Saturday, 12 January 2013

Morton Hall Prisoners fight back

 Article by Fight Racism! Fight Imperialism! First published at

Morton Hall prisoners protest against racist immigration detention - Dec 2012

On 24 and 25 December 2012, around 40 immigration detainees at Morton Hall Immigration Removal Centre (IRC) in Lincolnshire protested against their conditions and treatment. Their complaints and protest went unreported in the press until, on 2 January 2013, the Prison Officers Association (POA) claimed that on 30 December, when tensions were still high in the prison, a number of guards had been injured while trying to break up a fight between two groups of detainees, and that the POA feared for its members safety and lives.
Morton Hall IRCMorton Hall IRC
FRFI spoke to a detainee, who has been in Morton Hall for 28 months; he did not wish to be publicly identified for fear of reprisals, and who is referred to below as CF. He told us: ‘the BBC is always giving a platform to all the lies generated by the racist POA, but would never report anything we report to them. I have personally rung them every time assaults took place’.

Detainees in Morton Hall say that the food is often bad and over Christmas was served cold, and money sent in does not reach them. Running up to the Christmas period staff turned off the detainees’ water supply as a punishment for two men having a fight over a game of pool. This meant prisoners were not able to flush the toilets in their rooms or take showers.

Complaining about such treatment frequently leads to reprisals from the prison staff. CF told us that: ‘the regime in Morton Hall is too racist and people are being beaten up by guards every day for simple things such as asking where they are being transferred to. Sometimes the beatings can be six or more guards on one person and always happen in the cells where there is no CCTV.’ He said that on 28 December a 15-year-old Afghan boy held on suicide watch was bullied by guards in the corridor as he refused to go back to his cell, fearing that if he did he would be beaten by guards there out of the view of the prison CCTV.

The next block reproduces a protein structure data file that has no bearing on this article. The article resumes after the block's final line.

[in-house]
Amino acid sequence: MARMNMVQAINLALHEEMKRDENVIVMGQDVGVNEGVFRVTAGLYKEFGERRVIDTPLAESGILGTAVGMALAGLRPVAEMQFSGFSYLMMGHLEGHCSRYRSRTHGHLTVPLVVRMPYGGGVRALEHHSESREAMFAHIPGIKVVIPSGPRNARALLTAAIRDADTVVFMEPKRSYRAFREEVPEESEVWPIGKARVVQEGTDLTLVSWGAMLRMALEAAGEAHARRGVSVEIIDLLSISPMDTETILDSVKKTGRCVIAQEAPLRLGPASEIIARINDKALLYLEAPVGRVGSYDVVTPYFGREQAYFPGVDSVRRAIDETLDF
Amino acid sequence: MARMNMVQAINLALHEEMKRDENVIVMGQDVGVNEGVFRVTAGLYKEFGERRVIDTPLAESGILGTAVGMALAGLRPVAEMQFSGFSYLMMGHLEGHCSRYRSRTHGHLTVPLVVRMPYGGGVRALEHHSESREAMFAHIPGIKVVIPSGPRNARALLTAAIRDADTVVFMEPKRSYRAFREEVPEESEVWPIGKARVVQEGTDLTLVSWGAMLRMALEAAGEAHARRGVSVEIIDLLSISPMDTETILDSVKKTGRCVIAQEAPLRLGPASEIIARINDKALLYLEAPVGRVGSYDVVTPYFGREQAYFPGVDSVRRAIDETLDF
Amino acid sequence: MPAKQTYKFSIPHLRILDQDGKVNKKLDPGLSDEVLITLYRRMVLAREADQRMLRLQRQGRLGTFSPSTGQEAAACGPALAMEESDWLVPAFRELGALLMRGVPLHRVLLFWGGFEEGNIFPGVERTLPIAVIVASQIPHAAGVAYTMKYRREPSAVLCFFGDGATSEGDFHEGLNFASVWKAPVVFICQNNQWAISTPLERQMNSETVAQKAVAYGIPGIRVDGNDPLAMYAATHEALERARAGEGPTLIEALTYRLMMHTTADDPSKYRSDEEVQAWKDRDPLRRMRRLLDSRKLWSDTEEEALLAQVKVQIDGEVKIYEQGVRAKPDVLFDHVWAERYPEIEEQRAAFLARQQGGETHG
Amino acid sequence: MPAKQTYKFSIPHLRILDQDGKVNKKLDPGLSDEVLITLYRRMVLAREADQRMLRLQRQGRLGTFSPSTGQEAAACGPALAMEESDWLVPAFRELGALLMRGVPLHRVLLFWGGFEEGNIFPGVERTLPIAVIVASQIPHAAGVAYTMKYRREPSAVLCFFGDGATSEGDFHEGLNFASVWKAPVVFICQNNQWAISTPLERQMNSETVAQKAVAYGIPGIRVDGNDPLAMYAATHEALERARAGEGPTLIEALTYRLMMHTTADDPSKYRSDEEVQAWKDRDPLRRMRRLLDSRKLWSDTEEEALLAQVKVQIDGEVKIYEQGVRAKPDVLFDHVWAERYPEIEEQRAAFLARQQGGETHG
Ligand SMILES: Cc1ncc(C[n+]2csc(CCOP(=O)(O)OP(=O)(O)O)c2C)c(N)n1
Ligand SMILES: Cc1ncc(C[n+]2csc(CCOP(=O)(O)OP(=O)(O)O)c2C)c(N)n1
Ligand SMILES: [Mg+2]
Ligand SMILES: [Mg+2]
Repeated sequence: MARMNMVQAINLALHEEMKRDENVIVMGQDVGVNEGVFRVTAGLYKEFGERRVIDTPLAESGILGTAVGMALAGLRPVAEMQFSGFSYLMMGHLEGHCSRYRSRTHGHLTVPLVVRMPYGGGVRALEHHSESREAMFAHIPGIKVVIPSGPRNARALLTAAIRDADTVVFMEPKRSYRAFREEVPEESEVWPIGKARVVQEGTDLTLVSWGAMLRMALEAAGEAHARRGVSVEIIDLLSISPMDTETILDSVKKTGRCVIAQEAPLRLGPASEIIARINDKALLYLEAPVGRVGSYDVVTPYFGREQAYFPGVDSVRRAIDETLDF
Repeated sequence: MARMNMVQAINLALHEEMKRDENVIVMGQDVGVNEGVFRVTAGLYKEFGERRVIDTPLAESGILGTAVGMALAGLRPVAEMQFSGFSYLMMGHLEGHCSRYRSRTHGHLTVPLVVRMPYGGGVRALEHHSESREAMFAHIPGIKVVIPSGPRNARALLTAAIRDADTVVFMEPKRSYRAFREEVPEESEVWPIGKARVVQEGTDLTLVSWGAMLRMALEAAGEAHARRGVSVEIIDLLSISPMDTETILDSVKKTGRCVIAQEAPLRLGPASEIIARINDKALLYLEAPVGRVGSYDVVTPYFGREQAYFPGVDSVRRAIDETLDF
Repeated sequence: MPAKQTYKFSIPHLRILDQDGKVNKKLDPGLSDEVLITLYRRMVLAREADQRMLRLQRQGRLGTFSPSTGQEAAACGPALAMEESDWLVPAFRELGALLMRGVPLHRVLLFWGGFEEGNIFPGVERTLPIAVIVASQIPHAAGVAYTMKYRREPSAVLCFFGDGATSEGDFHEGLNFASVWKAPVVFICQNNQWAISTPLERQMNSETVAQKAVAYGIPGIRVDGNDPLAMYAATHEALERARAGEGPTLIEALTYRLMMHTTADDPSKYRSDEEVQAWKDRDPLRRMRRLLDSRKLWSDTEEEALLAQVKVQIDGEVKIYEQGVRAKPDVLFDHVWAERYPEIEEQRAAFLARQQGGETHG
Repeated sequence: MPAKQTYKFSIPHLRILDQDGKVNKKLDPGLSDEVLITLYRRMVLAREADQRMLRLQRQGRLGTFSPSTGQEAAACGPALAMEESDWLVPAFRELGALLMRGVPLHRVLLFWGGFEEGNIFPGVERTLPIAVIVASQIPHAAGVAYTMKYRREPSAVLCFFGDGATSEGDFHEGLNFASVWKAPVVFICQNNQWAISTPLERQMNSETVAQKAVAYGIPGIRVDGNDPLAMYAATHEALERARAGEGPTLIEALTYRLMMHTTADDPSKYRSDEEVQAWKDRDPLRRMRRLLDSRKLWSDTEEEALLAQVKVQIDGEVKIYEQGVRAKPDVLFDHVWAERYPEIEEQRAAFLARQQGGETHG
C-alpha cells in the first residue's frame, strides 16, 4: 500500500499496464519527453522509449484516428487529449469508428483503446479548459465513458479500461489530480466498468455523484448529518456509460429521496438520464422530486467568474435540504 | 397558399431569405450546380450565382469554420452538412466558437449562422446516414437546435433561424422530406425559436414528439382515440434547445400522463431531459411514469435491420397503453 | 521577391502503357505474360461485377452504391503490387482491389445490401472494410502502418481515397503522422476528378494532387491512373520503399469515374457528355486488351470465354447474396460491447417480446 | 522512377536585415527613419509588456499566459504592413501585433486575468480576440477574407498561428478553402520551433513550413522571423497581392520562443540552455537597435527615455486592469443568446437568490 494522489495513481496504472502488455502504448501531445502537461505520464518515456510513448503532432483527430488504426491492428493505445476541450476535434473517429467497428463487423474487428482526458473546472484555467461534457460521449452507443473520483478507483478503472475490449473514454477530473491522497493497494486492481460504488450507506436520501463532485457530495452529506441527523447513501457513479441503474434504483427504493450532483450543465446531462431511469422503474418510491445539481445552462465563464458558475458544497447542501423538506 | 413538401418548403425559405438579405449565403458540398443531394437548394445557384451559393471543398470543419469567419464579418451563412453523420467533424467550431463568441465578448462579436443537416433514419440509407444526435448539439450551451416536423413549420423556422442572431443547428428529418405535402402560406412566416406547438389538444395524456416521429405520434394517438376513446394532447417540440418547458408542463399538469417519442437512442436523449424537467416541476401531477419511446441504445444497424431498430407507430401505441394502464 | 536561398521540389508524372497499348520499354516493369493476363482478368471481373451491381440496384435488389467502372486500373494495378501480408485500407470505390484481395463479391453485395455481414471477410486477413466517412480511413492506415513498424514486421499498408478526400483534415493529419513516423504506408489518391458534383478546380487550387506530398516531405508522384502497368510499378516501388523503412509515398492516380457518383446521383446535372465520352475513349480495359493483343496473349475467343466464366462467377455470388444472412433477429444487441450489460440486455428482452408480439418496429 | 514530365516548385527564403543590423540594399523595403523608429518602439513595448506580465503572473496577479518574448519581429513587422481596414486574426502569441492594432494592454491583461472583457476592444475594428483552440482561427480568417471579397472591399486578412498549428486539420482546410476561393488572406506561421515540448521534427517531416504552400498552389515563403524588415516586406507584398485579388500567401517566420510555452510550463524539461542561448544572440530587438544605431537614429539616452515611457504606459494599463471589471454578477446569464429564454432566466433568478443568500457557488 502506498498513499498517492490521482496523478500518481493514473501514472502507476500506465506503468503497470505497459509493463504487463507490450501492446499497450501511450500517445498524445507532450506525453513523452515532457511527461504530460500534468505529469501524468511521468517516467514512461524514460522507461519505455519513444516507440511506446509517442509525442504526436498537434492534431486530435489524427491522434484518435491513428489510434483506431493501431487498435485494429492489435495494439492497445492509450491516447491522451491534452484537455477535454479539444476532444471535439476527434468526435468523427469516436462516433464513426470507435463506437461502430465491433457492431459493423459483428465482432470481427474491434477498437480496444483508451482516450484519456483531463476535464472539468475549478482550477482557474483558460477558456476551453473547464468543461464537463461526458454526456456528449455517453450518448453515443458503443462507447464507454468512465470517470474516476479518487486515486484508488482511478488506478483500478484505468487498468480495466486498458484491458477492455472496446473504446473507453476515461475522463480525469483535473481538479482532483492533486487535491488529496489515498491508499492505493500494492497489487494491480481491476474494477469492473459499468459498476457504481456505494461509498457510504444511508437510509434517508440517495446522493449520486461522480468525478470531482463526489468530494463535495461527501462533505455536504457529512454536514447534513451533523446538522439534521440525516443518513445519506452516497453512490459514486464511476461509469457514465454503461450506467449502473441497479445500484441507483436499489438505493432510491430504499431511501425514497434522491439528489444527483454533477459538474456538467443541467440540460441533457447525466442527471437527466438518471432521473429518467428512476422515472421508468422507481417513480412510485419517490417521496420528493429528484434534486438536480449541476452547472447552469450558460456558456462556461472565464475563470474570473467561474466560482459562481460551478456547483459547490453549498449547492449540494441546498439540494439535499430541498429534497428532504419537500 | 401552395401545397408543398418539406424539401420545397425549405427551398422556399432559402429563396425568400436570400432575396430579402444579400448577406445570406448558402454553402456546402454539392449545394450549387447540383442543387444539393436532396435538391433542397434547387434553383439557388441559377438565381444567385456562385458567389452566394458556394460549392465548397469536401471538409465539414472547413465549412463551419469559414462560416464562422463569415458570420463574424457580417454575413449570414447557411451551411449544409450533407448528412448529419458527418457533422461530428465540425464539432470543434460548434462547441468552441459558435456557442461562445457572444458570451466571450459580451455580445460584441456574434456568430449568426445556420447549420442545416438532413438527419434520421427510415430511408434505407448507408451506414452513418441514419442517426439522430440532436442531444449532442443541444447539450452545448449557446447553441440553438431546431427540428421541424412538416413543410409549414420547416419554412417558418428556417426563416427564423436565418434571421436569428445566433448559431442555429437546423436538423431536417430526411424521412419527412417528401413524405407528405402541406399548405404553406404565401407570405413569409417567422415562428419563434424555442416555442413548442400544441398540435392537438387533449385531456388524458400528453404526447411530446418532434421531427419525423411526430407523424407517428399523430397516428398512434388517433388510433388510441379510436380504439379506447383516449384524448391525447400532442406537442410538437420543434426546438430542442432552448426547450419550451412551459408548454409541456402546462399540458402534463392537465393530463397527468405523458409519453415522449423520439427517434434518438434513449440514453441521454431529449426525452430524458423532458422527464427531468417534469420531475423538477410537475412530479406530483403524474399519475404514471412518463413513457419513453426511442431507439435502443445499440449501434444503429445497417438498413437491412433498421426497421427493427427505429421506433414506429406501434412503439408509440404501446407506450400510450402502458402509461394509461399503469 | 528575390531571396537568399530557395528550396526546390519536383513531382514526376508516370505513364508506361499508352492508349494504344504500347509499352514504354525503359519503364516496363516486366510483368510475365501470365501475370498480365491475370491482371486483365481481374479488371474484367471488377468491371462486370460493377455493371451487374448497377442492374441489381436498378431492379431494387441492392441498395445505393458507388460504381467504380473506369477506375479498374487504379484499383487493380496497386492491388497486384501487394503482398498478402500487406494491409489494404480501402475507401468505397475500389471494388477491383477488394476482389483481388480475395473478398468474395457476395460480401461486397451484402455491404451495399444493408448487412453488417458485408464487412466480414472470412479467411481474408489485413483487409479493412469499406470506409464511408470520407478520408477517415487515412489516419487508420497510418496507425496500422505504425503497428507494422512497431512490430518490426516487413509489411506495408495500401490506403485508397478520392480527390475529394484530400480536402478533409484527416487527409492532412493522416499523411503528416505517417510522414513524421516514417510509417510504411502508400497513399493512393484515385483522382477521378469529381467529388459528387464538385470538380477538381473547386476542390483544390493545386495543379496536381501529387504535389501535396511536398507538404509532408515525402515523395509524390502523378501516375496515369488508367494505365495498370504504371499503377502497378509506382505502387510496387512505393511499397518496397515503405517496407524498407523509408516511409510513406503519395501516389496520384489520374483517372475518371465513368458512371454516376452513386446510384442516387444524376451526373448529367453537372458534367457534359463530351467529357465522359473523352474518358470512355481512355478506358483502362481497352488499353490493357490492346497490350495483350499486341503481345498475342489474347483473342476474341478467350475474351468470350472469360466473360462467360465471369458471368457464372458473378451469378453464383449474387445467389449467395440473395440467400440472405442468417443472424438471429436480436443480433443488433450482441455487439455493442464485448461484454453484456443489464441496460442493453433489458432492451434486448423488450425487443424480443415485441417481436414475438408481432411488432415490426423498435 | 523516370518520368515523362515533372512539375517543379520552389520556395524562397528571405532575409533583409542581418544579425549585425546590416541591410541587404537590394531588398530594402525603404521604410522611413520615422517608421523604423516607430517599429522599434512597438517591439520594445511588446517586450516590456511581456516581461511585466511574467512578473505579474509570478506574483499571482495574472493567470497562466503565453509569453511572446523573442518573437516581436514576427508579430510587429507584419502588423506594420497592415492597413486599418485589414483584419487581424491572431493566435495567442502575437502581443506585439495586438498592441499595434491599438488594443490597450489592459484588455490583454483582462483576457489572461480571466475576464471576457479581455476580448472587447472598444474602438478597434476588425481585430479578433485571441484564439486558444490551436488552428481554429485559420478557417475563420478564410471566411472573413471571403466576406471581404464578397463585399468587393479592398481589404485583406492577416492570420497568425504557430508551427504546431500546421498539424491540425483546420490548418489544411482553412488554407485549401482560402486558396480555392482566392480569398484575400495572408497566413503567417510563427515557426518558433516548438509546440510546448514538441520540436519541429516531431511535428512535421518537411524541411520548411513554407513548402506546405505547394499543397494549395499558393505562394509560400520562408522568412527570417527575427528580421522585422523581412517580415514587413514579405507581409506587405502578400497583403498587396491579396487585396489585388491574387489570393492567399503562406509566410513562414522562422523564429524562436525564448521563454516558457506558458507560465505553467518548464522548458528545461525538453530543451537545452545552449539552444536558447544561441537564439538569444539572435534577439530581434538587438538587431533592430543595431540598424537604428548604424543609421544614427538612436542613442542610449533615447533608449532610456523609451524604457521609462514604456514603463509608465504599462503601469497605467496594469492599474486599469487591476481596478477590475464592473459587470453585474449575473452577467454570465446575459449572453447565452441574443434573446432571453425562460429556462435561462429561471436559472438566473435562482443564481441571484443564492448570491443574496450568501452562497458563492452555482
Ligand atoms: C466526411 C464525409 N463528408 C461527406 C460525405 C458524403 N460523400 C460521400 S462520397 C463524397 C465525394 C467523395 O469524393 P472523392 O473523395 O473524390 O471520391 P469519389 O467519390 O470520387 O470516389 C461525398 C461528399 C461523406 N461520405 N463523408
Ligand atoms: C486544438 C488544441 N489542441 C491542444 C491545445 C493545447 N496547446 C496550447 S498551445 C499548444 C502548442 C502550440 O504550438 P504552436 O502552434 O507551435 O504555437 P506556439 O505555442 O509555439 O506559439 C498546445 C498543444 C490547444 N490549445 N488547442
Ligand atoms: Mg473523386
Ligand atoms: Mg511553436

Unlike most IRCs, which are managed by private companies, Morton Hall is state-run and the guards belong to the POA. Detainees who have been in different IRCs report that the staff in Morton Hall are even more aggressive towards them than those in Brook House, Colnbrook and Harmondsworth IRCs.

POA spokesman Glyn Travis emotively told the press: ‘We feel one of our people is going to get killed as staffing levels have been reduced...We will get a member of staff murdered on duty.’ However, CF told FRFI that only one guard was injured, and that this occurred when a detainee defended himself against guards who were assaulting him whilst he had his hands cuffed behind his back. His version of events is backed up by Rod Booth of the prison’s Independent Monitoring Board, who refuted the POA claims, telling the BBC on 4 January that he had viewed the CCTV of the incident and that Glyn Travis’ claims were exaggerated and inaccurate.

CF told us the violence reported between the two groups fighting on 30 December was fuelled by the ongoing conditions faced by the immigrants in prison. Tensions in all IRCs are high and, whilst no immigration detention staff members have ever been killed, or even seriously assaulted by detainees, assaults on detainees are rife and there have been a significant number of deaths. The most recent of these was that of Prince Ofosu in Harmondsworth IRC on 10 October 2012,

Despite the detention itself being state run, the medical facilities at Morton Hall are outscourced to private firm G4S - the company which killed Jimmy Mubenga on BA flight 77 in 2010. G4S remain largely untrusted and although UKBA has ceased its deportation contract with them, replacing them with the firm Reliance, G4S continues to operate inside the immigration prison system.

Very often, prisoners at IRCs like Morton Hall have committed no crime other than being an immigrant, holding the wrong paperwork, or not being able to prove their identity. It is not the screws of the POA or the ‘custody officers’ of private companies who live in constant fear of potentially deadly assault, but the detainees who must be defended from the very real threat of violent attack by prison guards.

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